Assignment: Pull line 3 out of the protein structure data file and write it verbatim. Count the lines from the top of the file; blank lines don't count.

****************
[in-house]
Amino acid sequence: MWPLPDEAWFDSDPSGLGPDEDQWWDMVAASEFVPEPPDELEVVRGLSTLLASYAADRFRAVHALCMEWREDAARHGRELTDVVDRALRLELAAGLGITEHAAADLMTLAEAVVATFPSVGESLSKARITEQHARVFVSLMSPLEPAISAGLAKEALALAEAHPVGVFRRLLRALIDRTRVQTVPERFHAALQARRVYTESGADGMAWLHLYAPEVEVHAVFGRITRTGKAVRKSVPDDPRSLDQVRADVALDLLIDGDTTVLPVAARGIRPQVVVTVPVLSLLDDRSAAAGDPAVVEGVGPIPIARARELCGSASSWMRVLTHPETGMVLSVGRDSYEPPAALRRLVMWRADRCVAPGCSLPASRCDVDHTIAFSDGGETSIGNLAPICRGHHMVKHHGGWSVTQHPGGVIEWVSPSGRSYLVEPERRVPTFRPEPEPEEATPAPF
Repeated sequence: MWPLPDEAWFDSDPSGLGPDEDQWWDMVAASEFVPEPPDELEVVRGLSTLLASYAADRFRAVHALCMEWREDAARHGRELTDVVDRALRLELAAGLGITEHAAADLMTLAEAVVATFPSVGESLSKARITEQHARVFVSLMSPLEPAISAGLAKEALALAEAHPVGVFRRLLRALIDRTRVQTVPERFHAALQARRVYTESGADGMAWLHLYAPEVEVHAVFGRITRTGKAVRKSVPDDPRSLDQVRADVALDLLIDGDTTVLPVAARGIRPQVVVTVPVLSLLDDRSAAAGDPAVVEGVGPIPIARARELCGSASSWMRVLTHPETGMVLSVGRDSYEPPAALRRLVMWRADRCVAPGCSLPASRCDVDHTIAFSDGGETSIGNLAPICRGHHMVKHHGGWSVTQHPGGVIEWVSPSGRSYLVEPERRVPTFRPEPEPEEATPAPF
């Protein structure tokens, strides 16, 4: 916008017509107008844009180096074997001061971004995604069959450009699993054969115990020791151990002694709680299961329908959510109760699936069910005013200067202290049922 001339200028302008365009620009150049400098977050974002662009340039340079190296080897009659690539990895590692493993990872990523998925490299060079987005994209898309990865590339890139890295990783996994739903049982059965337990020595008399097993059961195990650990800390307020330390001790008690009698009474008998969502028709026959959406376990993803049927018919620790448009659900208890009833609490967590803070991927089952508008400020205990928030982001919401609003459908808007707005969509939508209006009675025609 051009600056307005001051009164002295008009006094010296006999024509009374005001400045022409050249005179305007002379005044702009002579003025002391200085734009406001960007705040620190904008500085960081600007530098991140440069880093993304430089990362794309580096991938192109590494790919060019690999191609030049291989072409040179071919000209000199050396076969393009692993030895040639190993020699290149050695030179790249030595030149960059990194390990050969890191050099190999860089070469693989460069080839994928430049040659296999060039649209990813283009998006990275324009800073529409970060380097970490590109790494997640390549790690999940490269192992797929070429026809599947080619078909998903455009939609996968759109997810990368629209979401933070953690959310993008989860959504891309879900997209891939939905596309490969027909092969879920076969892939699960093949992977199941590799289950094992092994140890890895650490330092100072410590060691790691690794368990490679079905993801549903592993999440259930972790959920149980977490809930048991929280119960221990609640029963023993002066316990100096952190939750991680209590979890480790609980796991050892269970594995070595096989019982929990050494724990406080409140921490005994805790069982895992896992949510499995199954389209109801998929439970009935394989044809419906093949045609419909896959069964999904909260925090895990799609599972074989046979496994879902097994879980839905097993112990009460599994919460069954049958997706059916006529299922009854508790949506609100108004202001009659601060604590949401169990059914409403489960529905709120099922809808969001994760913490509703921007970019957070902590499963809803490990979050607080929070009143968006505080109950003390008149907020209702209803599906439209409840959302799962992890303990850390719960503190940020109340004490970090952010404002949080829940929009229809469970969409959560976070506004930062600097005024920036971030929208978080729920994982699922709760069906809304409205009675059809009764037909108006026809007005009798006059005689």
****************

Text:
Repeated sequence: MWPLPDEAWFDSDPSGLGPDEDQWWDMVAASEFVPEPPDELEVVRGLSTLLASYAADRFRAVHALCMEWREDAARHGRELTDVVDRALRLELAAGLGITEHAAADLMTLAEAVVATFPSVGESLSKARITEQHARVFVSLMSPLEPAISAGLAKEALALAEAHPVGVFRRLLRALIDRTRVQTVPERFHAALQARRVYTESGADGMAWLHLYAPEVEVHAVFGRITRTGKAVRKSVPDDPRSLDQVRADVALDLLIDGDTTVLPVAARGIRPQVVVTVPVLSLLDDRSAAAGDPAVVEGVGPIPIARARELCGSASSWMRVLTHPETGMVLSVGRDSYEPPAALRRLVMWRADRCVAPGCSLPASRCDVDHTIAFSDGGETSIGNLAPICRGHHMVKHHGGWSVTQHPGGVIEWVSPSGRSYLVEPERRVPTFRPEPEPEEATPAPF